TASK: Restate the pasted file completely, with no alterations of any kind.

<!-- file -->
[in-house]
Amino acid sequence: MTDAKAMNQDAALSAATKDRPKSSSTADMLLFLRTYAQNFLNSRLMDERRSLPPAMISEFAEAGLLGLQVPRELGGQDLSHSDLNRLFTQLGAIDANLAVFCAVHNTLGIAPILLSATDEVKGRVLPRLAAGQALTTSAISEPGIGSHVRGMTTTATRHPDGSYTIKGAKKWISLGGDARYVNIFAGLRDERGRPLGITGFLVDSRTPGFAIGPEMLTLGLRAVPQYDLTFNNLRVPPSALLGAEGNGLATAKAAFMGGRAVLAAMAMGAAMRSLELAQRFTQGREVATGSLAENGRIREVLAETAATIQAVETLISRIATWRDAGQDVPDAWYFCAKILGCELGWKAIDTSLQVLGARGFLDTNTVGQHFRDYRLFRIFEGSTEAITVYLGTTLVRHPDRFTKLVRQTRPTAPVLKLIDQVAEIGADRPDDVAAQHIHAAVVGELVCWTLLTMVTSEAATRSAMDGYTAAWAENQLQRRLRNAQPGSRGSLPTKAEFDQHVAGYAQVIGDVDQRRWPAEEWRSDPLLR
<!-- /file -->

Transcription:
[in-house]
Amino acid sequence: MTDAKAMNQDAALSAATKDRPKSSSTADMLLFLRTYAQNFLNSRLMDERRSLPPAMISEFAEAGLLGLQVPRELGGQDLSHSDLNRLFTQLGAIDANLAVFCAVHNTLGIAPILLSATDEVKGRVLPRLAAGQALTTSAISEPGIGSHVRGMTTTATRHPDGSYTIKGAKKWISLGGDARYVNIFAGLRDERGRPLGITGFLVDSRTPGFAIGPEMLTLGLRAVPQYDLTFNNLRVPPSALLGAEGNGLATAKAAFMGGRAVLAAMAMGAAMRSLELAQRFTQGREVATGSLAENGRIREVLAETAATIQAVETLISRIATWRDAGQDVPDAWYFCAKILGCELGWKAIDTSLQVLGARGFLDTNTVGQHFRDYRLFRIFEGSTEAITVYLGTTLVRHPDRFTKLVRQTRPTAPVLKLIDQVAEIGADRPDDVAAQHIHAAVVGELVCWTLLTMVTSEAATRSAMDGYTAAWAENQLQRRLRNAQPGSRGSLPTKAEFDQHVAGYAQVIGDVDQRRWPAEEWRSDPLLR